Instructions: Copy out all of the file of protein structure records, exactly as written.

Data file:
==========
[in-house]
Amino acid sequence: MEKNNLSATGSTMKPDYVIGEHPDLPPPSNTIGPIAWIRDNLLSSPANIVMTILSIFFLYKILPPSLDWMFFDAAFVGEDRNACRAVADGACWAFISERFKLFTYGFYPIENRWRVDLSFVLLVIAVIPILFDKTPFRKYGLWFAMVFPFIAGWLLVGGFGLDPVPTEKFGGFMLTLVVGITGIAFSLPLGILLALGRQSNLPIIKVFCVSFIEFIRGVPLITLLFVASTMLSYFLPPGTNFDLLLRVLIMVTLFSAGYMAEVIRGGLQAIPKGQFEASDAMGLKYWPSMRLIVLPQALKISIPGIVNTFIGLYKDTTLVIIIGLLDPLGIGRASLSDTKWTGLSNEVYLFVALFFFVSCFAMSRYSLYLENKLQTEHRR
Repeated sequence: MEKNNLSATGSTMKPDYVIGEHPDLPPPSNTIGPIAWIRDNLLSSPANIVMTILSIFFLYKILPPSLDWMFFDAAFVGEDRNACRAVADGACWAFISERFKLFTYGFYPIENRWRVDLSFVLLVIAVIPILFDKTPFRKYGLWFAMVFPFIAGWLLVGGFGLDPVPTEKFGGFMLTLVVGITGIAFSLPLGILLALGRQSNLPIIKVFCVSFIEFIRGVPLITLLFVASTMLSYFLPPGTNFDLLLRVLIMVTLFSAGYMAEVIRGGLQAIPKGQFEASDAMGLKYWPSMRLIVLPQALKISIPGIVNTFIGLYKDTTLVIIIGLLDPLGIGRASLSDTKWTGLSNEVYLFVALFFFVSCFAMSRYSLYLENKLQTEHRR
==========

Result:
[in-house]
Amino acid sequence: MEKNNLSATGSTMKPDYVIGEHPDLPPPSNTIGPIAWIRDNLLSSPANIVMTILSIFFLYKILPPSLDWMFFDAAFVGEDRNACRAVADGACWAFISERFKLFTYGFYPIENRWRVDLSFVLLVIAVIPILFDKTPFRKYGLWFAMVFPFIAGWLLVGGFGLDPVPTEKFGGFMLTLVVGITGIAFSLPLGILLALGRQSNLPIIKVFCVSFIEFIRGVPLITLLFVASTMLSYFLPPGTNFDLLLRVLIMVTLFSAGYMAEVIRGGLQAIPKGQFEASDAMGLKYWPSMRLIVLPQALKISIPGIVNTFIGLYKDTTLVIIIGLLDPLGIGRASLSDTKWTGLSNEVYLFVALFFFVSCFAMSRYSLYLENKLQTEHRR
Repeated sequence: MEKNNLSATGSTMKPDYVIGEHPDLPPPSNTIGPIAWIRDNLLSSPANIVMTILSIFFLYKILPPSLDWMFFDAAFVGEDRNACRAVADGACWAFISERFKLFTYGFYPIENRWRVDLSFVLLVIAVIPILFDKTPFRKYGLWFAMVFPFIAGWLLVGGFGLDPVPTEKFGGFMLTLVVGITGIAFSLPLGILLALGRQSNLPIIKVFCVSFIEFIRGVPLITLLFVASTMLSYFLPPGTNFDLLLRVLIMVTLFSAGYMAEVIRGGLQAIPKGQFEASDAMGLKYWPSMRLIVLPQALKISIPGIVNTFIGLYKDTTLVIIIGLLDPLGIGRASLSDTKWTGLSNEVYLFVALFFFVSCFAMSRYSLYLENKLQTEHRR